Expert Advice – How to Work with Architects

Q & A with Stephen Vanze

 


Barnes Vanze consulted their clients before designing this house situated along a canal in Rehoboth Beach. One of their goals was to offer as many views of the ocean as possible-and as much privacy.

The Washington, DC, chapter of the American Institute of Architects (AIA) also offered a seminar on how to work with an architect as part of “Architecture Week,” its annual public outreach program. As he has for many years, Stephen Vanze, AIA, principal of Barnes Vanze Architects in Georgetown, delivered a lively, informal talk on a recent Saturday morning. He began by recommending that homeowners contact their local chapter of the AIA, many of which maintain a free Client Resource Center where homeowners can review the portfolios of dozens of member firms. Portfolios provide a quick way to get the names and review the work of many architects and get a sense of which ones do work in the prospective client’s preferred style and price range. Following is a summary of Vanze’s discussion.

What is the first step in the design process?
The first step is for the client to prepare a “program,” a written list of the desired rooms, their approximate size and how they will be used. “You want to give the architect as much information as possible.” From that information and an understanding of the building site, an architect will then develop loose sketches of the design that gradually become more definitive through discussions with the client. This stage, known as “schematic design,” is intended to help the architect and the client develop a common understanding of the proposed design. “We will often use [cardboard] models or computer models at this stage as well,” said Vanze. “To help people understand the design.”

When should I consult a contractor?
Vanze recommends that the architect and the client consult a good contractor to develop a preliminary estimate of construction costs based on the schematic design, to develop a budget price within a 10 percent range. “It’s important to do a good job on the initial design and budget,” said Vanze. “You don’t want to pay the architect to develop complete construction drawings, only to discover that the project is way over budget and has to be redesigned.”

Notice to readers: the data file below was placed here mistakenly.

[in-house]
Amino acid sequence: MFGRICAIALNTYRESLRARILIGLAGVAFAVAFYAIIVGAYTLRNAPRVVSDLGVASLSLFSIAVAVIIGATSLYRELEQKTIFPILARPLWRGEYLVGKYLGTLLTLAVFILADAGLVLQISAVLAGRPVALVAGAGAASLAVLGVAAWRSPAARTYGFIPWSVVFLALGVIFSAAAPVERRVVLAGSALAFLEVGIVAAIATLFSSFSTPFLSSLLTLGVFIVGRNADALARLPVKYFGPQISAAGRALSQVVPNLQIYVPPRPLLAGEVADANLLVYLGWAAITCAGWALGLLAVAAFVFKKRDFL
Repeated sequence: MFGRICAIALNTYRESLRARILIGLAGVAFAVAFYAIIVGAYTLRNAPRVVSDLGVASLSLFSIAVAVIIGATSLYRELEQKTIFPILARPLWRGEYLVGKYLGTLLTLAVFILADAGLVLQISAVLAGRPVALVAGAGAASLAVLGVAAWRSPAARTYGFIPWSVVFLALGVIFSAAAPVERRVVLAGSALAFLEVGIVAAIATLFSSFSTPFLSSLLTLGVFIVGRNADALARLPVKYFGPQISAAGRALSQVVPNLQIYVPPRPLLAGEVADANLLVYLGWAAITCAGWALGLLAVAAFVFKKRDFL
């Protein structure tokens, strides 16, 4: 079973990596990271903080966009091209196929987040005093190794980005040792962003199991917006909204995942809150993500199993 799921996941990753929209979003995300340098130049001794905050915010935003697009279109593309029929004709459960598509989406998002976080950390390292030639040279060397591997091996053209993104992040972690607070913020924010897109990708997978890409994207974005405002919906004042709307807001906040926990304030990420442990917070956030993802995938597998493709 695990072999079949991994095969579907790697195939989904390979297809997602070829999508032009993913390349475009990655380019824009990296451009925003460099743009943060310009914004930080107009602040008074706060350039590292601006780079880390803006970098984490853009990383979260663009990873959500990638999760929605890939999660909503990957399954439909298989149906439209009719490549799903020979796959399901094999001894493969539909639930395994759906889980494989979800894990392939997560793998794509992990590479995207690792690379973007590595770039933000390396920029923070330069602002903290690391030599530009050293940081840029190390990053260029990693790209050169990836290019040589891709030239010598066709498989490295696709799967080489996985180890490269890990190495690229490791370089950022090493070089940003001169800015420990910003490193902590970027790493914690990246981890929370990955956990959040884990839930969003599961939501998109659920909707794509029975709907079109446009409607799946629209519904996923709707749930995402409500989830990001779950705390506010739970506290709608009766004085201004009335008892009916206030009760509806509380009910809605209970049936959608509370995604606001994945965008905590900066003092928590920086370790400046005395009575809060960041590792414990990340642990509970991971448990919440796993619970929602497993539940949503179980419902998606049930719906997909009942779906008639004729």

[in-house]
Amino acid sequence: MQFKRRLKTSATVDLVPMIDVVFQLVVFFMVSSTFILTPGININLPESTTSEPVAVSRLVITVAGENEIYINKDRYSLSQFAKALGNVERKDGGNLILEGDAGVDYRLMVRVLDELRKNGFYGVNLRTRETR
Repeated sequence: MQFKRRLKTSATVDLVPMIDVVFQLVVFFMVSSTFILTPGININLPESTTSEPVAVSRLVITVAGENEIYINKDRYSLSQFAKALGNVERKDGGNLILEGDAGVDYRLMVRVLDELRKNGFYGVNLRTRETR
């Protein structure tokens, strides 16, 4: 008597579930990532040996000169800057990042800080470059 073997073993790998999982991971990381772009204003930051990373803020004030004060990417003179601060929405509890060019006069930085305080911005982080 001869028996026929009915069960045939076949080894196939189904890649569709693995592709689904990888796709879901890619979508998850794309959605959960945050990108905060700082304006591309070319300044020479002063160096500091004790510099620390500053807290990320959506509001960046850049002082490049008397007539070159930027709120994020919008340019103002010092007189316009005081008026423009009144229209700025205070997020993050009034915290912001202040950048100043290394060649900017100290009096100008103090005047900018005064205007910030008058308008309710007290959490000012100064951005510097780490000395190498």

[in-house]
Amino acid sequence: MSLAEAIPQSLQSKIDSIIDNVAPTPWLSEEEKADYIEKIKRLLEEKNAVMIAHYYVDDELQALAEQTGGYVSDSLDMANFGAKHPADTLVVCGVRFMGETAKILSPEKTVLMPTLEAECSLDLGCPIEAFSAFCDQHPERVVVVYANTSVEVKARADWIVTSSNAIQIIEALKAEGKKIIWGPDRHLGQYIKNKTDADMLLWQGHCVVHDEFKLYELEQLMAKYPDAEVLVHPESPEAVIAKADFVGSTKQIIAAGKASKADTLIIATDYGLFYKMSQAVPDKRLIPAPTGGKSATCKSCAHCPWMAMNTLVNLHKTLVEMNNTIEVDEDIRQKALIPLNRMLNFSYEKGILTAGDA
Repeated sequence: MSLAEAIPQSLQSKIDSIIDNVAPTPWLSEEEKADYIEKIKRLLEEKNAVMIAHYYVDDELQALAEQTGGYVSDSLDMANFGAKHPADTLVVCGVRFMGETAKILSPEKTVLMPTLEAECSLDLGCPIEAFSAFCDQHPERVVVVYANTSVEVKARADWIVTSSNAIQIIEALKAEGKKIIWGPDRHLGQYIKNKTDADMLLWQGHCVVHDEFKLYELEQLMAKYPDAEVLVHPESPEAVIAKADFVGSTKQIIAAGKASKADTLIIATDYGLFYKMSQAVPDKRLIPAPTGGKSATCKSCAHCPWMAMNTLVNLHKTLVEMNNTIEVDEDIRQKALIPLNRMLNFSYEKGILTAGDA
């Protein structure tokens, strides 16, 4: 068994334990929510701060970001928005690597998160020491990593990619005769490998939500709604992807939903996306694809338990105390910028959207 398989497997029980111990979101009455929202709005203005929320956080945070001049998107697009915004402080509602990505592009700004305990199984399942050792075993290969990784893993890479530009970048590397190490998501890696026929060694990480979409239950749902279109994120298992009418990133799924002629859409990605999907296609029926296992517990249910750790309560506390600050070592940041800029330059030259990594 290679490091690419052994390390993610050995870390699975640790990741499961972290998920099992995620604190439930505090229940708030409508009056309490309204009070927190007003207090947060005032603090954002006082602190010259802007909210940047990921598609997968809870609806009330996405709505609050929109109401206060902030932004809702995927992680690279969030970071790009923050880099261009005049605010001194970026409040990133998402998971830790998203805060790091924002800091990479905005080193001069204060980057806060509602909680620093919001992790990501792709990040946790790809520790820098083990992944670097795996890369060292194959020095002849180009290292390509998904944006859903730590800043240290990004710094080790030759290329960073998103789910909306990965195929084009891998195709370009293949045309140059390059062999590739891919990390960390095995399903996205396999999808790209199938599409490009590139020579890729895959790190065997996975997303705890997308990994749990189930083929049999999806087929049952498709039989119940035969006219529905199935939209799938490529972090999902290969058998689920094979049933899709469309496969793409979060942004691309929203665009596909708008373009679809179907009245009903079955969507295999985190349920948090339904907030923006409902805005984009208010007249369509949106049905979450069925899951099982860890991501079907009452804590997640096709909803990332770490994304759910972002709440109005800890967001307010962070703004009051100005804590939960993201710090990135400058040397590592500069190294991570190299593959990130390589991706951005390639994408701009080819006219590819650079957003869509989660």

When do I need to make decisions on material selection?
During the design stage, a homeowner often has to make dozens of choices about materials, finishes, cabinets and appliances, which many find overwhelming. “It’s not necessary to choose every appliance or select every tile right away,” said Vanze. The architect can work with the client to determine the desired quality level for each item, and include “allowances” in the budget for each. “If, for example, we include an allowance of $15 per square foot for bathroom tile,” said Vanze, “then the homeowners can shop at their leisure for any tile in that price range.”

How do I figure out the final cost of a project?
During construction, the architect acts as the client’s representative, working closely with the contractor to ensure that the project is built in accordance with the architect’s design. As the project unfolds, various factors can affect the final cost. Clients may change their minds about certain details, construction documents may not have described a particular item in complete detail or unforeseen site conditions, such
as a ledge or subsurface water, may affect the design or construction. “We advise clients to keep a cushion of 10 percent of construction cost in mind for changes during construction,” said Vanze.

Freelance writer and editor Michael Tardif is based in Bethesda, Maryland.


Barnes Vanze renovated this 1960s chouse along the eastern seabord, meeting their clients’ requests for specific new features. Inside, crisp white walls and floors, and a seagrass rug add to the cottage-like atmosphere.